There was much to be said about this year’s Lawrence University Summer Institute (SI, once called the Freshman Academic Institute) by Curricular Director Amy Nottingham, the head of the program. Descriptions like ‘a lot to offer’ regarding the course floated around the interview on multiple occasions.
SI is a program open to all admitted first-year students in the summer just before they begin their time at Lawrence, but it has especially been designed with the needs of first-generation and international students in mind. Nottingham described SI as a “bridge” into college, giving incoming students a head start in campus life academically, socially, navigationally and personally. This is the second year since COVID-19 began that it has been administered in person.
Students involved in the program are introduced to college life through a multitude of community-building activities as well as two mini-classes. The first class is a seminar-style class modeled after First-Year Studies; in the duration of the class, students will have the chance to fine-tune their thesis development, deep reading and active participation skills in an environment not dissimilar to what they will encounter come Fall Term.
The second class, Topics in Psychology, allows the student to dip their toes into a more passive lecture-style course; the goal is to practice notetaking, listening and internal comprehension of the material. Both classes present an opportunity to make the individual’s transition into what is expected in a college-level curriculum much smoother, and completion of both courses even counts for three credits towards graduation.
Aside from the early introduction to academics at Lawrence, SI participants can enjoy several extracurricular activities which help them begin developing relationships with other Lawrentians early. A weekend at Björklunden ended the program this summer. There, students could connect with one another in a relaxed environment. Often, the early formation of these bonds helps a student advance in their social life at the university before their first term even begins.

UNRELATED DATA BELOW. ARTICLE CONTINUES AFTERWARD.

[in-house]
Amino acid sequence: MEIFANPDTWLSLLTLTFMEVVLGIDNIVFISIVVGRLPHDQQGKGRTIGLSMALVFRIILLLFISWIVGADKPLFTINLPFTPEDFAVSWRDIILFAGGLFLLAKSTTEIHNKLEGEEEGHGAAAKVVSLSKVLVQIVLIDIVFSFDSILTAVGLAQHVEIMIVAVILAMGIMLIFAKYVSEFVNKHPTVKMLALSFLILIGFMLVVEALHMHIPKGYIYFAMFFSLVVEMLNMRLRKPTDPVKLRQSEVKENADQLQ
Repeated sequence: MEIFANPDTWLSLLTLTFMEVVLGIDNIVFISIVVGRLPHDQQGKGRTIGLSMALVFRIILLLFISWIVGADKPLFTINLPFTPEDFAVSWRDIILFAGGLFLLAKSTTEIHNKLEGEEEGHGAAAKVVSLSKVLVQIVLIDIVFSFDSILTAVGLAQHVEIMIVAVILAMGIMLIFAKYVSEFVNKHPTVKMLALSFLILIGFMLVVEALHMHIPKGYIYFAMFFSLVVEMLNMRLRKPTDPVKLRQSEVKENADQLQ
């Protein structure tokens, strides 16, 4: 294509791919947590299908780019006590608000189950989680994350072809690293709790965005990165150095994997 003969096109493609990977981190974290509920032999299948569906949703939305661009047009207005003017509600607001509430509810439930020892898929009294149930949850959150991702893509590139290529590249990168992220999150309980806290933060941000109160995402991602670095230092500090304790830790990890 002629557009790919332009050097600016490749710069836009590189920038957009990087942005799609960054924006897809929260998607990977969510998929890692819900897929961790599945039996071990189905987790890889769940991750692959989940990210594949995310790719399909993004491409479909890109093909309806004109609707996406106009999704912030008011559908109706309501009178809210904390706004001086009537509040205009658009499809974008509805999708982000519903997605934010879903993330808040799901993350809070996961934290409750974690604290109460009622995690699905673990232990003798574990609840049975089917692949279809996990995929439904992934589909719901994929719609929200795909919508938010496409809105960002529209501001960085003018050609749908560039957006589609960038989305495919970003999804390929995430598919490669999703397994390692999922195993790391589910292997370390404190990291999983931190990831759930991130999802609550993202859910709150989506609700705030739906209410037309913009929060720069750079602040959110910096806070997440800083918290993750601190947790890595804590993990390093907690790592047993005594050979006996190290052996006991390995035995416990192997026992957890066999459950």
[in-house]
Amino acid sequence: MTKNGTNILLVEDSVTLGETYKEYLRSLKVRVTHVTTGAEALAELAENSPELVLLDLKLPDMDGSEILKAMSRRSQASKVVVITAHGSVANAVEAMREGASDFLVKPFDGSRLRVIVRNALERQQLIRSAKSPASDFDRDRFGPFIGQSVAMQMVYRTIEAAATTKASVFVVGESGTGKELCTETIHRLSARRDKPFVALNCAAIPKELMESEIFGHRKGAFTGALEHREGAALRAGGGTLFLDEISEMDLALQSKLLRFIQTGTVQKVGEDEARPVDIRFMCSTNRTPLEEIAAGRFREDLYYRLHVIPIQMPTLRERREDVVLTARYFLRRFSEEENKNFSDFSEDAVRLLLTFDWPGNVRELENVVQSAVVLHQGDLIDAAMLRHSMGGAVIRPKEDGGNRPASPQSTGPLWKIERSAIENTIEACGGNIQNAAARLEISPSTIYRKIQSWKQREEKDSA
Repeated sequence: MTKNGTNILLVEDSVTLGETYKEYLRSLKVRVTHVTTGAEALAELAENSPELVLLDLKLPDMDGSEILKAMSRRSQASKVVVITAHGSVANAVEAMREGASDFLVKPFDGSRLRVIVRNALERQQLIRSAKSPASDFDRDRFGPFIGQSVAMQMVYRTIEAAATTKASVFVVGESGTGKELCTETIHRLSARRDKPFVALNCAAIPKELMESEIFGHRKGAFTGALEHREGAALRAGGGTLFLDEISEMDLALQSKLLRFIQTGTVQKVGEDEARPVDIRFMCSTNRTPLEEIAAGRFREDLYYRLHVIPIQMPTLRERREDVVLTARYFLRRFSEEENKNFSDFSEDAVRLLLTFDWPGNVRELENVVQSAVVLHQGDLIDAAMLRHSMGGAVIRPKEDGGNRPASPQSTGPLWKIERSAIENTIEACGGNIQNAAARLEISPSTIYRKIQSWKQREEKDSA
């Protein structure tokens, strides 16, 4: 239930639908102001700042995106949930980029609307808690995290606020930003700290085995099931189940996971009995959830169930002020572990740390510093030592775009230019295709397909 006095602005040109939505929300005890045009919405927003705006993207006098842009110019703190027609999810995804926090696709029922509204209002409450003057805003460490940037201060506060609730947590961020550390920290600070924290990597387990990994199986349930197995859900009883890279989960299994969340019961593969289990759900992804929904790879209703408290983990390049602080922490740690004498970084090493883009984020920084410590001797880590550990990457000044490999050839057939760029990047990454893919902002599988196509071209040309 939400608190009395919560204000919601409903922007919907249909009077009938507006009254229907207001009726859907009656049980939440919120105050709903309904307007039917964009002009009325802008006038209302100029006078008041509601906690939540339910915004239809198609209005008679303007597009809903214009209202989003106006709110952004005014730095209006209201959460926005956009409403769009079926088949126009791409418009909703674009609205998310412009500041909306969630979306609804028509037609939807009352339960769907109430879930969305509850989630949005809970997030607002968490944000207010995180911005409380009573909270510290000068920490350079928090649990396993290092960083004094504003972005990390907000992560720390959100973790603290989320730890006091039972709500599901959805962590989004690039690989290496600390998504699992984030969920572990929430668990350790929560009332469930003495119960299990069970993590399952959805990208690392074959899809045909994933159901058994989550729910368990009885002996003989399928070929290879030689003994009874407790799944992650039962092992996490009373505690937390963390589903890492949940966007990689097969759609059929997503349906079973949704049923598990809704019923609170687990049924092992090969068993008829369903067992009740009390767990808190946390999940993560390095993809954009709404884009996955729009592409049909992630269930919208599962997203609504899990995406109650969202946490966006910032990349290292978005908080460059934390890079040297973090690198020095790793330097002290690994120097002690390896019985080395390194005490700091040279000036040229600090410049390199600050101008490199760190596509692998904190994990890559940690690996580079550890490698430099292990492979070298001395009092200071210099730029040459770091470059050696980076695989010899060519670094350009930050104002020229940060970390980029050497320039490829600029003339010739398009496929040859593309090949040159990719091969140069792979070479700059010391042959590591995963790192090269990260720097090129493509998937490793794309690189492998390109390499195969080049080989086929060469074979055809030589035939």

Heading, for the first time since the pandemic began, to the Oneida Nation in Green Bay was another highlight of the summer. Some of the activities included learning about the Oneida Nation’s sustainability systems through touring their food production facilities and helping pick apples from their orchards.
Nottingham emphasized one of the more implicit takeaways from the Summer Institute—what it means to go to a liberal arts school. Especially in the seminar class, students are encouraged to engage with one another through active listening and discussion, leaving room for potential disagreements. Nottingham noted that though each student has their own beliefs, which could lead to the aforementioned disagreements, being able to talk through these unique ideas helps to create understanding of opposing views.
The students of SI refine these skills through studying Biased: Uncovering the Hidden Prejudice That Shapes What We See, Think, and Do by Jennifer L. Eberhardt, PhD, chosen specifically for the program. The text was adopted into the course three years ago when Nottingham took up the position of the Curricular Director around the same time as the murder of George Floyd. The antiracist work focuses on implicit bias, which can help lead readers further to an open mind and dispel preconceptions through reading about events they may have not ever experienced personally.
This year, SI consisted of five Program Assistants (PAs) — upper-year students who help run events and act as mentors and friends for their incoming first-years — and 48 students, six of whom were international.
Nottingham highlighted what made this year of SI students unique; the class this year was especially engaged in every aspect of the program. She pointed out that they took on each project with a hunger to learn and a readiness to talk with each other and excelled at thinking in both personal and group-oriented senses. Everybody formed their own thoughts on a given subject and further developed them as they shared their perspective and listened to the opinions of other classmates. As a teacher of First-Year Studies for many years, Nottingham was impressed with how quickly the students were open to each other’s thought processes, even going as far to say that they ‘gelled’ as a group, forming a mutual understanding of each other through respectful discussion.
Summer Institute, Lawrence’s ‘preseason’ orientation, has much to offer incoming first-year students. Nottingham herself expressed her love for the program in her summary of the course and considered the university lucky to have such a mutually beneficial program for everyone involved.